The proliferation of publicity about suicide in Mexico City’s press during the early 20th century reveals people’s fears about the transition from childhood to adolescence, which included material dangers, such as alcohol, but also access to recreational drugs, guns, and novels that reflected the anxieties of Catholic critics of the representation of suicide in the sensational press. Writer Ángel del Campo, under the pseudonyms of Tick-Tack and Micrós, published the short story “El de los Claveles Dobles” in the newspaper El Cómico. In the story, Faviano, nicknamed “El Gratis,” an ambitious but poorly paid reporter, lives in an attic without paying rent. “El Gratis” rides a bicycle to interviews with witnesses in police stations and in neighborhoods. Campo revealed that the reporter’s poverty is due to the lack of sensational news in the press. The reporter focuses on the lives of Pepe, a married neighbor, and young Felipa as they end their romantic affair; events end in tragedy for the couple. The neighbors, according to Campo, spread gossip that the young woman lost her virginity to the rebellious Pepe. Felipa, the protagonist, based on Sofia Ahumada, overwhelmed by her emotions, decides to put an end to her life. In Campo’s novel, Felipa in her desperation runs to the bell tower of the cathedral and jumps to her death. In the description of the crime scene, Campo focused on the number of reporters who washed Felipa’s jawbone and femur, and he noted the letters stained by the fresh blood. At the end of the story, paralleling true events, “El Gratis” begs Pepe for the original letter from Felipa for a short story for Pifano, a newspaper inspired by El Cómico. Initially, Pepe refuses to share the original love letter; however, Felipe acquiesces and shares a copy with the inquisitive reporter.
The reporters of El Imparcial focused on the last week of Ahumada’s life. Ahumada jumped to her death from the bell tower in the cathedral in downtown Mexico City, as depicted in Illustration 1.
Reporters noted that the 17-year-old Ahumada suffered from insomnia and nervousness. Witnesses, such as Ahumada’s sister, claimed in interviews with reporters that Ahumada often clenched her fists in moments of stress. Ahumada’s sister provided ample information on the pain experienced by the deceased; she added that Ahumada had stopped sleeping and had become visibly disheartened in the days before her suicide. Bonifacio Martínez, Ahumada’s boyfriend, told a reporter that he had grown tired of her hysteria. The reporter emphasized that Ahumada’s friends had done nothing to prevent her death. While El Imparcial widely reported on Ahumada’s suicide, in the aftermath, the newspaper warned that reporters from rival newspapers “should avoid fictionalized accounts of suicides.”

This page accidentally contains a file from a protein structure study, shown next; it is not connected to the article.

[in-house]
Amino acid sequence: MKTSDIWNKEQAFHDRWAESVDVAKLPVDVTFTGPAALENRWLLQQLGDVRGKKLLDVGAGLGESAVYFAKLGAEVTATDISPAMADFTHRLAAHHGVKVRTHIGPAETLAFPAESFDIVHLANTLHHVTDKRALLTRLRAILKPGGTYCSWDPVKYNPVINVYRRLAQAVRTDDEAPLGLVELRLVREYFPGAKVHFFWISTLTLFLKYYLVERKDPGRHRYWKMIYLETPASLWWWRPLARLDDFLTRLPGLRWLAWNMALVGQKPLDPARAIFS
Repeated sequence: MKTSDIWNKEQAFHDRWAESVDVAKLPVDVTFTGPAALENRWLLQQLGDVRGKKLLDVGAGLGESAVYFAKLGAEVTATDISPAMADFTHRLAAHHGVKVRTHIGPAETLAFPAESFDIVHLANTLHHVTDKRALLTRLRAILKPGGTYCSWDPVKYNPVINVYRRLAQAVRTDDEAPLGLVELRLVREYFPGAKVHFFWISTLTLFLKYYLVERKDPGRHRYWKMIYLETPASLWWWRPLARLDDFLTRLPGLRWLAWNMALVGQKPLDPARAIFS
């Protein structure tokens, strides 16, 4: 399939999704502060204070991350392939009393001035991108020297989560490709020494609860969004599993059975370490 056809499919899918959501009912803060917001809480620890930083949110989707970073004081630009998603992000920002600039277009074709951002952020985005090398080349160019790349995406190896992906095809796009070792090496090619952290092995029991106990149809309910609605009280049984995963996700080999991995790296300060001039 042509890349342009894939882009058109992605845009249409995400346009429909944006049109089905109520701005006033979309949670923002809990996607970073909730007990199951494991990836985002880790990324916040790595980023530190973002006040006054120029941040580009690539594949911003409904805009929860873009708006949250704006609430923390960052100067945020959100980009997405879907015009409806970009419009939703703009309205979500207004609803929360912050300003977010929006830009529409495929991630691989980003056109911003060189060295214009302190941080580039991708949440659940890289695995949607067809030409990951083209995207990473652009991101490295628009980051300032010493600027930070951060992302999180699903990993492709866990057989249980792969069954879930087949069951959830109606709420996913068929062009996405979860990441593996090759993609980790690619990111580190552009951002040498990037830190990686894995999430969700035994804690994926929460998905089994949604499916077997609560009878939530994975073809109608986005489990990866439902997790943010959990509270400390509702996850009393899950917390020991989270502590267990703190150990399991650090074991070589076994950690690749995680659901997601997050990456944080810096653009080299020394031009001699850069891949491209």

Carlos Zúñiga Nieto completed his PhD in History at Columbia University. His dissertation entitled, “Violent Passions: Childhood and Crime in the Making of Modern Mexico, 1870-1910,” analyzes the transition from the sentimental ideology of childhood innocence to scientific definitions of childhood in Mexico City and the Yucatán Peninsula. His research interests include the history of childhood and youth, history of emotions, and gender and family history. He is currently writing an article on the cultivation of emotions in Mexico City and Mérida’s children's magazines and periodicals during the anti-colonial rebellions against Spain in Cuba and Yucatán during The Ten Years’ War (1868-1878).
Ángel del Campo, El de los claveles dobles: ni amor al mundo ni piedad al cielo: el suicidio de Sofía Ahumada : expediente de prensa y literatura mexicanas (Ciudad de México: Universidad Nacional Autónoma de México, 2008), 10.
Ángel’s del Campo short novel was published in editions of Villasana’s El Còmico in the aftermath of Sofia Ahumada’s suicide.
El Imparcial, June 1, 1899, 1.
El Imparcial, July 5, 1901,2.